Federal Grant Awarded to the University of Minnesota to Study the Efficacy of Remote Monitoring in Alzheimer’s Care
MINNEAPOLIS, Minn. – The University of Minnesota School of Nursing has been awarded a $1.2 million grant in partnership with Healthsense and The Lutheran Home Association (TLHA) to study the impact of technology for individuals with dementia conditions. The five-year research demonstration project, funded by the Agency for Healthcare Research and Quality, will measure the effectiveness of Healthsense’s remote monitoring technology in helping individuals with Alzheimer’s disease and other dementia-related conditions maintain independence and optimal health at home. It will also examine the effects of remote monitoring in patient quality of care and caregiver stress levels.
According to the Alzheimer’s Association Facts and Figures 2014, Alzheimer’s disease is the sixth leading cause of death in the United States. More than five million Americans live with Alzheimer’s or other dementia conditions. In 2012, 15.4 million caregivers provided more than 17.5 billion hours of unpaid care to people suffering from Alzheimer’s disease or dementia conditions valued at $216 billion.
Leading the study is Joseph E. Gaugler, PhD, Associate Professor and McKnight Presidential Fellow with the University of Minnesota School of Nursing and Center on Aging. Dr. Gaugler’s innovative and groundbreaking research has made him a recognized national leader in dementia caregiver support interventions.
“We anticipate that Healthsense’s innovative remote monitoring intervention, which adopts a proactive approach to chronic disease care, will result in a cost-effective approach that offers robust support for family caregivers of persons with Alzheimer’s disease or related dementias at home,” said Dr. Gaugler.
The Healthsense remote monitoring system provides actionable health information through the passive collection of daily sensor data based on Activities of Daily Living (ADL) such as sleep quality, toileting, movement, eating, and other key health indicators. The sensors, placed discreetly throughout an individual’s home, establish normal activity levels based on individualized daily patterns. Using proprietary algorithms, the system detects significant behavior changes, which are often early indicators of acute illness onset or exacerbations of chronic conditions, as well as other health and safety concerns.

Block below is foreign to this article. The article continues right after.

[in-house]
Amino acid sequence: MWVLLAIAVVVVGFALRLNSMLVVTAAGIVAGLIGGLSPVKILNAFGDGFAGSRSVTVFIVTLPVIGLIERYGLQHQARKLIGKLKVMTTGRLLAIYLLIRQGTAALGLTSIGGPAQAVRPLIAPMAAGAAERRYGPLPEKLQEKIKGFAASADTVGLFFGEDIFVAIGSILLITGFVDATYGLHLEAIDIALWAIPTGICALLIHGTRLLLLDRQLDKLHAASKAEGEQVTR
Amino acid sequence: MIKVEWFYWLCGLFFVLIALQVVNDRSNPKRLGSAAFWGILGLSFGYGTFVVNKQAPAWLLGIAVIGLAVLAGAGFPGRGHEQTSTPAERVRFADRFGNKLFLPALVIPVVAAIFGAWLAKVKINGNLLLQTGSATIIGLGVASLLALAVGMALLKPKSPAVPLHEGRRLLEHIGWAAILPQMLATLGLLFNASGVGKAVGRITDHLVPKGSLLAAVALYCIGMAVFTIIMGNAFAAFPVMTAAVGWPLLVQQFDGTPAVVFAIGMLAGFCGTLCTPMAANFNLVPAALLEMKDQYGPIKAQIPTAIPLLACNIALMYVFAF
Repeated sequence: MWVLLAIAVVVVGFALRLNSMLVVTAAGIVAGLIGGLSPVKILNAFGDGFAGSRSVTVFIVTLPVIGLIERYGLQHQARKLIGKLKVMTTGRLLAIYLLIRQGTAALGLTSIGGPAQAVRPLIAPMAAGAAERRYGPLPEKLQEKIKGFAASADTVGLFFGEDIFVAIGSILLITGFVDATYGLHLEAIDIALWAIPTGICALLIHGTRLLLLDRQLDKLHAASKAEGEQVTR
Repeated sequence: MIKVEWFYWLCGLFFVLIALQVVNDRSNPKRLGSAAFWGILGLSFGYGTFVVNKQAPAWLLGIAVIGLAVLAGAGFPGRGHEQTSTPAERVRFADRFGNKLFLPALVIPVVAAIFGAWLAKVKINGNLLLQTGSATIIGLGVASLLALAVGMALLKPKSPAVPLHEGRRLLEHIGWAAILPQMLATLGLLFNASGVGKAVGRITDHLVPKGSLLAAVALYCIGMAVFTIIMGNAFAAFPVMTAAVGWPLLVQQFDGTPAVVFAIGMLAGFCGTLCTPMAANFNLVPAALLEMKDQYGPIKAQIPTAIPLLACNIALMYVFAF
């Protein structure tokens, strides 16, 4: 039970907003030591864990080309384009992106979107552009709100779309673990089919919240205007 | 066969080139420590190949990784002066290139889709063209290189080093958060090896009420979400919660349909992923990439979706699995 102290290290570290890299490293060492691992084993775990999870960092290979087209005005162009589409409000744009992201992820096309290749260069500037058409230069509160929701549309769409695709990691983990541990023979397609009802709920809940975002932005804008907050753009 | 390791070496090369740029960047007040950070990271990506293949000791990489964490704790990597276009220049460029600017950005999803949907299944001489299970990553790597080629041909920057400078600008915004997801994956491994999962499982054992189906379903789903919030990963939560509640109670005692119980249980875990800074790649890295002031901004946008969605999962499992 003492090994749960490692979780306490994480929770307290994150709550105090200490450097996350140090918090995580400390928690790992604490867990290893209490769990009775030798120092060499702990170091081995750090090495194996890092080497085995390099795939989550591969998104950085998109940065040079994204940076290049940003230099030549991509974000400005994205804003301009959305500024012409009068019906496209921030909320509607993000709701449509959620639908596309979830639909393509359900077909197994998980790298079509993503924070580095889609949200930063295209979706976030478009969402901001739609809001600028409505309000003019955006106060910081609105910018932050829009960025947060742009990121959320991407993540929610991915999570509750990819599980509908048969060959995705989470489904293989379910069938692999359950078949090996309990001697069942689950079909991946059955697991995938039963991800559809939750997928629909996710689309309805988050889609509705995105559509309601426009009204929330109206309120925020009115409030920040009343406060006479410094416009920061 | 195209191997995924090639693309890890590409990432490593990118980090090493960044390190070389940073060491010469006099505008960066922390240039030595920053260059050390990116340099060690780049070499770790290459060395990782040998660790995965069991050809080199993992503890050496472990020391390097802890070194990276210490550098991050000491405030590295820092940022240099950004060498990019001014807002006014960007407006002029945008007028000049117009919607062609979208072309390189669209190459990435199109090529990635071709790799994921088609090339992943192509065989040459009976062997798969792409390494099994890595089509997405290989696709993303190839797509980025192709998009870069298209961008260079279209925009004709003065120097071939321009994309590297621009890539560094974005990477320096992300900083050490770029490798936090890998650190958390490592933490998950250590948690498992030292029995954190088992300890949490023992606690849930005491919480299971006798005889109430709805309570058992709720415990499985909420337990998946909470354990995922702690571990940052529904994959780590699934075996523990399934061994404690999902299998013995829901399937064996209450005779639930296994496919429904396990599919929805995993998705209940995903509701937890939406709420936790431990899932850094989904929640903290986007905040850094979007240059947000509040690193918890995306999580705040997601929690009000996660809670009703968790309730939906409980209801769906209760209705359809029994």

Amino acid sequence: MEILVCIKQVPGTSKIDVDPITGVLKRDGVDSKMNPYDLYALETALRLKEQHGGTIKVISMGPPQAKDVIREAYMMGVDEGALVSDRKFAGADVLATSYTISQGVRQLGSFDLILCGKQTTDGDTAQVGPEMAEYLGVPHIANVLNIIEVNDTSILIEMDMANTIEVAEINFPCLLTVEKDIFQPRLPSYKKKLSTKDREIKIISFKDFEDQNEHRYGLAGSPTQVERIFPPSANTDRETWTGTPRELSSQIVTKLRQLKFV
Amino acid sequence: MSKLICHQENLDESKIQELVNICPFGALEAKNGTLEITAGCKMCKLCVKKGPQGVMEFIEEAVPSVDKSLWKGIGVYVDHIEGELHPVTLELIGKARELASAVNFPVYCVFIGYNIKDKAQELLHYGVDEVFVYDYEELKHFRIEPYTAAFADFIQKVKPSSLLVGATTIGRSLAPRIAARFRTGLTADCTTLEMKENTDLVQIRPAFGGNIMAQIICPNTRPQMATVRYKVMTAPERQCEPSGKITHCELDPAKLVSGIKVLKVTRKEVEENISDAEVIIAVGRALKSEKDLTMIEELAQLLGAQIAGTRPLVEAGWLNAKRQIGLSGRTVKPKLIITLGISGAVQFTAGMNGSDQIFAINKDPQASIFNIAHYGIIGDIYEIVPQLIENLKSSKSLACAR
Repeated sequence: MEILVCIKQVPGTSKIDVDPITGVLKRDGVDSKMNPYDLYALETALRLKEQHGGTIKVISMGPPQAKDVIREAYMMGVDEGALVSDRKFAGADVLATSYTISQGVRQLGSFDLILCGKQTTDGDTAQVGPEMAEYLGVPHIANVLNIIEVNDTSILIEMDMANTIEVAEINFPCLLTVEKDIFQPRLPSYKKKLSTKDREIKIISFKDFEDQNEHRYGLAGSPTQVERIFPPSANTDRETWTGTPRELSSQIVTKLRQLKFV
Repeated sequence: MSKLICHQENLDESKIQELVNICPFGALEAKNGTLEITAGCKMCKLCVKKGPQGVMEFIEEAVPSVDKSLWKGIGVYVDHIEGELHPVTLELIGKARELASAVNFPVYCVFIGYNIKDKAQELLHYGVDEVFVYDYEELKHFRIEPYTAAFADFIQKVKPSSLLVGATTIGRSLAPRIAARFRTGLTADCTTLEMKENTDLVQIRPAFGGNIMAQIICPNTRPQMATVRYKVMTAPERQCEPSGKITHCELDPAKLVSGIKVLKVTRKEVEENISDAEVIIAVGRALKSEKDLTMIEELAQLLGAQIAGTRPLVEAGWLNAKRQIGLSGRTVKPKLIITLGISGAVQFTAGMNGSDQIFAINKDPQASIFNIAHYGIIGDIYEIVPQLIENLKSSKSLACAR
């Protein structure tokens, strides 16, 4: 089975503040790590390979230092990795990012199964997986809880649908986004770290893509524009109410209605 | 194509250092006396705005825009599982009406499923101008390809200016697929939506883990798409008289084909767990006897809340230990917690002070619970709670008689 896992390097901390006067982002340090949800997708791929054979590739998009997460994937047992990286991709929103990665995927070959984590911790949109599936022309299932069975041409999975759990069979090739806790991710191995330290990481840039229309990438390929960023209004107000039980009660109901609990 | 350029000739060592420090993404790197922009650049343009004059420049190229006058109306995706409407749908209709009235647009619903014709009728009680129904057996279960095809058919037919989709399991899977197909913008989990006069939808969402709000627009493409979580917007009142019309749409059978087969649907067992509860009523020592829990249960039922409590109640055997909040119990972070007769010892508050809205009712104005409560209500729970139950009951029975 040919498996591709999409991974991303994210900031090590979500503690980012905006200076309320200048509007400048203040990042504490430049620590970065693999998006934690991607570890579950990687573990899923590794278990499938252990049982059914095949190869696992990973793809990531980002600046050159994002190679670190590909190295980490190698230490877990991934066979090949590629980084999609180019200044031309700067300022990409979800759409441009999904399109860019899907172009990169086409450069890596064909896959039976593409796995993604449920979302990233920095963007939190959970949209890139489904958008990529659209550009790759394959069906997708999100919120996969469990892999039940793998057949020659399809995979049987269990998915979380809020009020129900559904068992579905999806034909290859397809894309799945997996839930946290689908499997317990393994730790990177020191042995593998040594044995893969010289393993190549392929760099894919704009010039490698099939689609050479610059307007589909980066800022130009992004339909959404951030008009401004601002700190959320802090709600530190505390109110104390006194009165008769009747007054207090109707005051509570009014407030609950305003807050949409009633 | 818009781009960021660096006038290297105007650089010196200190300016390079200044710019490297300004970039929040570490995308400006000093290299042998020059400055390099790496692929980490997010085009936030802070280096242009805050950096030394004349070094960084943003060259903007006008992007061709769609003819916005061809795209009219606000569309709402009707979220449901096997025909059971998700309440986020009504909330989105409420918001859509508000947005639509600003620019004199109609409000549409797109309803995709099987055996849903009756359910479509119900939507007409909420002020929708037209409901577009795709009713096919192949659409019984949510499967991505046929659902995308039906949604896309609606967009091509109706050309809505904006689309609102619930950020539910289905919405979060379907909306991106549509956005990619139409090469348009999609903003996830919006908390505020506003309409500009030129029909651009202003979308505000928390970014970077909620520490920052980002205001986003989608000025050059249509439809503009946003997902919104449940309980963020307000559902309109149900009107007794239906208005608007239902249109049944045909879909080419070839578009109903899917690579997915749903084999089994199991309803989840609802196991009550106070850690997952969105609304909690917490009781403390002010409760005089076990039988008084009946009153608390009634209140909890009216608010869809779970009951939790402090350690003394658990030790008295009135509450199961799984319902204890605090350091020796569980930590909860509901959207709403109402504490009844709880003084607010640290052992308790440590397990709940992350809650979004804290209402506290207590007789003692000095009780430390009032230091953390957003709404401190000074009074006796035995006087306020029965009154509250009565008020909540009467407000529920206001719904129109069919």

“Alzheimer’s disease and other forms of dementia are significant chronic conditions affecting millions of people in the U.S. and around the world today. Healthsense is honored to partner with Dr. Gaugler at the University of Minnesota and with the clinical leadership at The Lutheran Home Association to explore better ways to support patients and their families enduring this challenging illness,” stated A.R. Weiler, President and CEO of Healthsense.
Also playing a critical role in the study is The Lutheran Home Association, which is providing technology assessment and installation, as well as training and support for family caregivers. TLHA has utilized Healthsense remote monitoring technology across multiple settings, including private homes, for the past seven years and has launched remote monitoring care models, which assist older adults with living independently in their home.
“Partnering with the University of Minnesota allows us to continue our national efforts focused on innovation to improve our caregiving capabilities through the use of integrated technology solutions,” said Michael Klatt, President and CEO, TLHA. “We look forward to reviewing the findings and using the results to revolutionize Alzheimer’s support strategies and the dementia care model.”
Interested in participating in the study?
Caregivers of family members or loved ones with Alzheimer’s disease or memory loss interested in enrolling in this study should contact Dr. Gaugler at email@example.com or 612-626-2485. Enrolled participants will receive the free use of the Healthsense remote monitoring system for 1.5 years.
Healthsense is the fastest growing provider of remote monitoring technology solutions for the senior care continuum. With our full range of health and safety monitoring systems, providers are empowered to proactively deliver the highest quality care possible through critical health information. Caregivers reduce costs, increase independence and enhance senior experiences when armed with the right information at the right time.
About The Lutheran Home Association
The Lutheran Home Association (TLHA) offers a wide variety of healthcare, housing and spiritual outreach services with campuses in several states and congregational programs serving seniors and individuals with intellectual developmental disabilities nationwide. TLHA offers comprehensive experience in program development and design, advanced health technology implementation, rural health services, rural training development and outreach, program administration, and innovative service delivery strategies. For additional information, visit www.tlha.org.
About the University of Minnesota School of Nursing
The University of Minnesota School of Nursing ranks 15th nationally of nursing schools in funding from the National Institutes of Health. It is the oldest continuously-operated, university-based school of nursing. The School of Nursing is one of six schools and colleges in the Academic Health Center, one of the most comprehensive facilities for health professionals in the nation, fostering interdisciplinary study, research, and education. For additional information, visit, www.nursing.umn.edu.
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